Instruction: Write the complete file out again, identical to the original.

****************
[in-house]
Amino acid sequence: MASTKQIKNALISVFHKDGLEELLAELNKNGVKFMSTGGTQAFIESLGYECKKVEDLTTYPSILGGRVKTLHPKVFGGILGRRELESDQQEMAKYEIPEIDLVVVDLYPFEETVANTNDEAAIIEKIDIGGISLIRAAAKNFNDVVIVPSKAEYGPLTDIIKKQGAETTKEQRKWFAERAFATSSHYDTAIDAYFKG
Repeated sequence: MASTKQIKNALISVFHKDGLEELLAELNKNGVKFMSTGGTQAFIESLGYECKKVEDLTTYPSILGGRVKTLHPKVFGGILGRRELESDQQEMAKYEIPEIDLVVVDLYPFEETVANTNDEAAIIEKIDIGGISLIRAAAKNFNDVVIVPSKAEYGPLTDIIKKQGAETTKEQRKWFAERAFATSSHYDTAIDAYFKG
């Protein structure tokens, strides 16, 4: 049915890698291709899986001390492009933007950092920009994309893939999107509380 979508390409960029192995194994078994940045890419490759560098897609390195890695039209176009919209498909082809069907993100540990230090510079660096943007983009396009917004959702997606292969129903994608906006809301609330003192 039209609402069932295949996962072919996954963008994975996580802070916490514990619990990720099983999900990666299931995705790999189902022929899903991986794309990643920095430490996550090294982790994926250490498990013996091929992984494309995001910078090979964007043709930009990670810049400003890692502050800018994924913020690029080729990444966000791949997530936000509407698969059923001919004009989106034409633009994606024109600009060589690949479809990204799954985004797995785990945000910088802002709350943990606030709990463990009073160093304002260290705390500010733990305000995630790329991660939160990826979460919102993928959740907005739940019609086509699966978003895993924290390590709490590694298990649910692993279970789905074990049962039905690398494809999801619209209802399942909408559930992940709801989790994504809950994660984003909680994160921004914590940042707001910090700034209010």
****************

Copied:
[in-house]
Amino acid sequence: MASTKQIKNALISVFHKDGLEELLAELNKNGVKFMSTGGTQAFIESLGYECKKVEDLTTYPSILGGRVKTLHPKVFGGILGRRELESDQQEMAKYEIPEIDLVVVDLYPFEETVANTNDEAAIIEKIDIGGISLIRAAAKNFNDVVIVPSKAEYGPLTDIIKKQGAETTKEQRKWFAERAFATSSHYDTAIDAYFKG
Repeated sequence: MASTKQIKNALISVFHKDGLEELLAELNKNGVKFMSTGGTQAFIESLGYECKKVEDLTTYPSILGGRVKTLHPKVFGGILGRRELESDQQEMAKYEIPEIDLVVVDLYPFEETVANTNDEAAIIEKIDIGGISLIRAAAKNFNDVVIVPSKAEYGPLTDIIKKQGAETTKEQRKWFAERAFATSSHYDTAIDAYFKG
């Protein structure tokens, strides 16, 4: 049915890698291709899986001390492009933007950092920009994309893939999107509380 979508390409960029192995194994078994940045890419490759560098897609390195890695039209176009919209498909082809069907993100540990230090510079660096943007983009396009917004959702997606292969129903994608906006809301609330003192 039209609402069932295949996962072919996954963008994975996580802070916490514990619990990720099983999900990666299931995705790999189902022929899903991986794309990643920095430490996550090294982790994926250490498990013996091929992984494309995001910078090979964007043709930009990670810049400003890692502050800018994924913020690029080729990444966000791949997530936000509407698969059923001919004009989106034409633009994606024109600009060589690949479809990204799954985004797995785990945000910088802002709350943990606030709990463990009073160093304002260290705390500010733990305000995630790329991660939160990826979460919102993928959740907005739940019609086509699966978003895993924290390590709490590694298990649910692993279970789905074990049962039905690398494809999801619209209802399942909408559930992940709801989790994504809950994660984003909680994160921004914590940042707001910090700034209010």